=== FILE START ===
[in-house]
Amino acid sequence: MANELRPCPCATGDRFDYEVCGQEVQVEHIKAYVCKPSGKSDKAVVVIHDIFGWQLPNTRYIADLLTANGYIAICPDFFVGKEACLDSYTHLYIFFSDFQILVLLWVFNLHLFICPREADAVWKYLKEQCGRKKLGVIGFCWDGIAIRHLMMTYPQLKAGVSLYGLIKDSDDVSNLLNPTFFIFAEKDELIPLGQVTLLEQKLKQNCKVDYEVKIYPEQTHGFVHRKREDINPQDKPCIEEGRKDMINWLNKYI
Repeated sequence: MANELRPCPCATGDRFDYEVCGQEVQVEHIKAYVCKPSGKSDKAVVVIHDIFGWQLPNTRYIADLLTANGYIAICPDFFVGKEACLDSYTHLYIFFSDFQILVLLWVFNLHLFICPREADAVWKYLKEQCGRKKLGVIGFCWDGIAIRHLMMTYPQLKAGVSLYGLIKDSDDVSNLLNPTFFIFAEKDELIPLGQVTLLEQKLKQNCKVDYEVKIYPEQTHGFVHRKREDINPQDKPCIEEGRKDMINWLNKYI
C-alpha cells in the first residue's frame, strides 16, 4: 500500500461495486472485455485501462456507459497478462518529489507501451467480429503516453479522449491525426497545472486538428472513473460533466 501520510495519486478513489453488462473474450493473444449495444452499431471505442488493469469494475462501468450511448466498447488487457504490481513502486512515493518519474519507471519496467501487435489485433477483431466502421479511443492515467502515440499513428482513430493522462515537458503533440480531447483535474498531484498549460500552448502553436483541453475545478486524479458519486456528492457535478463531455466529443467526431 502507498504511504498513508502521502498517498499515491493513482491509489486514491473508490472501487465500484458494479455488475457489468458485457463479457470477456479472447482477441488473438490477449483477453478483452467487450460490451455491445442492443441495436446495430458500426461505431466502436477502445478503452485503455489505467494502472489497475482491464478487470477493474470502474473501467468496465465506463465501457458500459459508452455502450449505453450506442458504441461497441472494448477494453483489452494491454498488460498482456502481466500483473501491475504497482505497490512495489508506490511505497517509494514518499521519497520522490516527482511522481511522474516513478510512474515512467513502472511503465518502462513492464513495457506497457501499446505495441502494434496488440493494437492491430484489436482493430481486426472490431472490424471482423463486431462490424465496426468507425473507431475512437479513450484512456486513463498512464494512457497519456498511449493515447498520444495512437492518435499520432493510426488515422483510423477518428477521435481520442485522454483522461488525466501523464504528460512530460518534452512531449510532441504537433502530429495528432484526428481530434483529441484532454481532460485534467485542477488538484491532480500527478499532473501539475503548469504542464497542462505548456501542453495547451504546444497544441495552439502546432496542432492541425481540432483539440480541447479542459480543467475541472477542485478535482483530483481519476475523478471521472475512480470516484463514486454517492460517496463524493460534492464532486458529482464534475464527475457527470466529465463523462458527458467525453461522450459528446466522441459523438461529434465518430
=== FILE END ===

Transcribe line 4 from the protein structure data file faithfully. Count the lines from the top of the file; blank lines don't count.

C-alpha cells in the first residue's frame, strides 16, 4: 500500500461495486472485455485501462456507459497478462518529489507501451467480429503516453479522449491525426497545472486538428472513473460533466 501520510495519486478513489453488462473474450493473444449495444452499431471505442488493469469494475462501468450511448466498447488487457504490481513502486512515493518519474519507471519496467501487435489485433477483431466502421479511443492515467502515440499513428482513430493522462515537458503533440480531447483535474498531484498549460500552448502553436483541453475545478486524479458519486456528492457535478463531455466529443467526431 502507498504511504498513508502521502498517498499515491493513482491509489486514491473508490472501487465500484458494479455488475457489468458485457463479457470477456479472447482477441488473438490477449483477453478483452467487450460490451455491445442492443441495436446495430458500426461505431466502436477502445478503452485503455489505467494502472489497475482491464478487470477493474470502474473501467468496465465506463465501457458500459459508452455502450449505453450506442458504441461497441472494448477494453483489452494491454498488460498482456502481466500483473501491475504497482505497490512495489508506490511505497517509494514518499521519497520522490516527482511522481511522474516513478510512474515512467513502472511503465518502462513492464513495457506497457501499446505495441502494434496488440493494437492491430484489436482493430481486426472490431472490424471482423463486431462490424465496426468507425473507431475512437479513450484512456486513463498512464494512457497519456498511449493515447498520444495512437492518435499520432493510426488515422483510423477518428477521435481520442485522454483522461488525466501523464504528460512530460518534452512531449510532441504537433502530429495528432484526428481530434483529441484532454481532460485534467485542477488538484491532480500527478499532473501539475503548469504542464497542462505548456501542453495547451504546444497544441495552439502546432496542432492541425481540432483539440480541447479542459480543467475541472477542485478535482483530483481519476475523478471521472475512480470516484463514486454517492460517496463524493460534492464532486458529482464534475464527475457527470466529465463523462458527458467525453461522450459528446466522441459523438461529434465518430